Liturgy of the Palms
Psalm 118: 1-2, 19-29; Luke 19: 28-40
The passage from Luke is familiar to us because we hear it every year, or at least we hear the story from the different perspectives of Matthew, Mark, or Luke every year. But Luke’s story is different; he leaves us at the crest of the Mount of Olives about two miles from the city and at verse forty-five jumps a whole day to record the cleansing of the temple. So, our picture of the residents of Jerusalem greeting their king and crowding the city streets is not a Lucan picture.
But it does make us wonder who the multitude that is with Jesus as he journeys from Bethany to the crest of the Mount of Olives might be.
Let’s look at the possibilities. Certainly, the Twelve were there; they have been Jesus’ companions on his itinerant ministry for the last three years. It is quite likely that Mary, Martha, and Lazarus, his friends with whom he stayed while in Bethany, were with him along with other townsfolk who knew Jesus well – not quite like the Twelve, but longtime friends and followers. Perhaps some were fellow pilgrims making their way to Jerusalem for the Passover feast just as it seems that Jesus and the Twelve were doing; travelling with Jesus may have led many of them to listen to his teaching and become interested in the works and words of this young rabbi – new followers but perhaps not yet disciples. Some may be hangers on who are travelling simply because they are buoyed by the energy of the travelers or because the crowd offers a chance to pick a few pockets. Perhaps some came out from Jerusalem when they heard he was nearby to find out what was happening. It was likely a very mixed lot.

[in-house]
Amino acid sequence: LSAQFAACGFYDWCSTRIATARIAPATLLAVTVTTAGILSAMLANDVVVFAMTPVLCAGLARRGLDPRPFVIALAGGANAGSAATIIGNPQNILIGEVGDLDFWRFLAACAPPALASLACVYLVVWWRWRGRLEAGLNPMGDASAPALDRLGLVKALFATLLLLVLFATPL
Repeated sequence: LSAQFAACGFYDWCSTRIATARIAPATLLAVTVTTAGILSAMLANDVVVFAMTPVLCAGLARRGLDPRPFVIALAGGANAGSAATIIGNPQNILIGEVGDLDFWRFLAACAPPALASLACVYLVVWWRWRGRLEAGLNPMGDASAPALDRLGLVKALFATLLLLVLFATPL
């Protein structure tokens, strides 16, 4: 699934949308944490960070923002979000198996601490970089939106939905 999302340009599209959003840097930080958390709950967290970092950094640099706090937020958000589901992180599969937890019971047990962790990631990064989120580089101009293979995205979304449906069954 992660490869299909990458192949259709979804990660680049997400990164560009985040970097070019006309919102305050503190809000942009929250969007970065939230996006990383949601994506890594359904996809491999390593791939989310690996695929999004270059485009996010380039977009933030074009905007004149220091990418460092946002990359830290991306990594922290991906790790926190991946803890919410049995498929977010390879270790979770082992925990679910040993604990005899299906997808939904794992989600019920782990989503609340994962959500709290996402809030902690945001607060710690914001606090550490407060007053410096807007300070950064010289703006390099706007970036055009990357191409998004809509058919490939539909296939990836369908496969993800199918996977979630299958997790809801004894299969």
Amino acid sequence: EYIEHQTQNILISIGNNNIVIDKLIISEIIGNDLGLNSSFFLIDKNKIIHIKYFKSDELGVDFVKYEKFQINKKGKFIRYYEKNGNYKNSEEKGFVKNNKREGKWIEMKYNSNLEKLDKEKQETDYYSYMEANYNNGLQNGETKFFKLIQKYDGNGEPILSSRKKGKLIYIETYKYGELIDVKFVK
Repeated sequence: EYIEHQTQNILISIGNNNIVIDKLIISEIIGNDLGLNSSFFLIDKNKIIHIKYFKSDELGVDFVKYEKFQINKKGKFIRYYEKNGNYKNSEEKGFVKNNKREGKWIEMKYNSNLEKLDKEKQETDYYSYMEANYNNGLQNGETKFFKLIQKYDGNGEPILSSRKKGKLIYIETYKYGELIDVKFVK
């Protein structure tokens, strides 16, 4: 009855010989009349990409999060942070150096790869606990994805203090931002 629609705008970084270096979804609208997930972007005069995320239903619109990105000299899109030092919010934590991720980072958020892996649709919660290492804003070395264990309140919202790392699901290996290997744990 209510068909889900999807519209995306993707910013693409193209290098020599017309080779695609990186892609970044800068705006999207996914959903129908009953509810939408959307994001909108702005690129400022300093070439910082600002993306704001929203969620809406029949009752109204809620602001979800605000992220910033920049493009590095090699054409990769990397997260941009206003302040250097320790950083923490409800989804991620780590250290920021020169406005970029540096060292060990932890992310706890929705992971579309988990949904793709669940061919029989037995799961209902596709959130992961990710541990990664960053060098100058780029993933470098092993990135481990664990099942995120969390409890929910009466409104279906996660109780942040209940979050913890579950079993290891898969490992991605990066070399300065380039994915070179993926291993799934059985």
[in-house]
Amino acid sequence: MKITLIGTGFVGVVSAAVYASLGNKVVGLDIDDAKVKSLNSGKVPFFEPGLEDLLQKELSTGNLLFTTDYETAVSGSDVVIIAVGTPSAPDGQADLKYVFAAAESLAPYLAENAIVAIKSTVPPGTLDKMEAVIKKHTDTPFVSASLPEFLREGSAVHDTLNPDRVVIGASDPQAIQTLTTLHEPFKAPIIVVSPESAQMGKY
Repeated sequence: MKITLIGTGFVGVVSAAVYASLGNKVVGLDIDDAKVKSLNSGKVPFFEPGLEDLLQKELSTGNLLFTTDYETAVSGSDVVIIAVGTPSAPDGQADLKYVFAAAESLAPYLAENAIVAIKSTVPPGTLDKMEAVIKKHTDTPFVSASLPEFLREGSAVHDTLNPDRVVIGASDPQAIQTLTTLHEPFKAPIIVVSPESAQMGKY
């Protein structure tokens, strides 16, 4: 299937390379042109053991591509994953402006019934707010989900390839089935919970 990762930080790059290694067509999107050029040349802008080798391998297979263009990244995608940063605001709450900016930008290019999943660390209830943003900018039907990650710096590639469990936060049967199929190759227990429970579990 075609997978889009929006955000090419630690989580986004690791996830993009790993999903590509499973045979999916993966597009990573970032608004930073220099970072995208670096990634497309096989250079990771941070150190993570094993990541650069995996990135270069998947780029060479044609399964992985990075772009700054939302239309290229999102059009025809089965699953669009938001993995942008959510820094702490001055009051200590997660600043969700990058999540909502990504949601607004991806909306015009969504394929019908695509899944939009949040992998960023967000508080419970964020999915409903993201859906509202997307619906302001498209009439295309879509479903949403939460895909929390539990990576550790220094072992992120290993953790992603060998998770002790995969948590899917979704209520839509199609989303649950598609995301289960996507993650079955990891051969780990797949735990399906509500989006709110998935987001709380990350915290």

But who are we in this crowd? Are we the Twelve who, when they fell asleep while he was praying and could do nothing when he was arrested, ran away and hid in shame? Are we the loyal friends who later stood at the foot of the cross perhaps wondering how it came to this? Are we those new followers who, when they sense the tide turning against Jesus, will shout for him to be crucified? Most likely we are three rolled into one. But out his love for us, Jesus will weep over us and forgive us.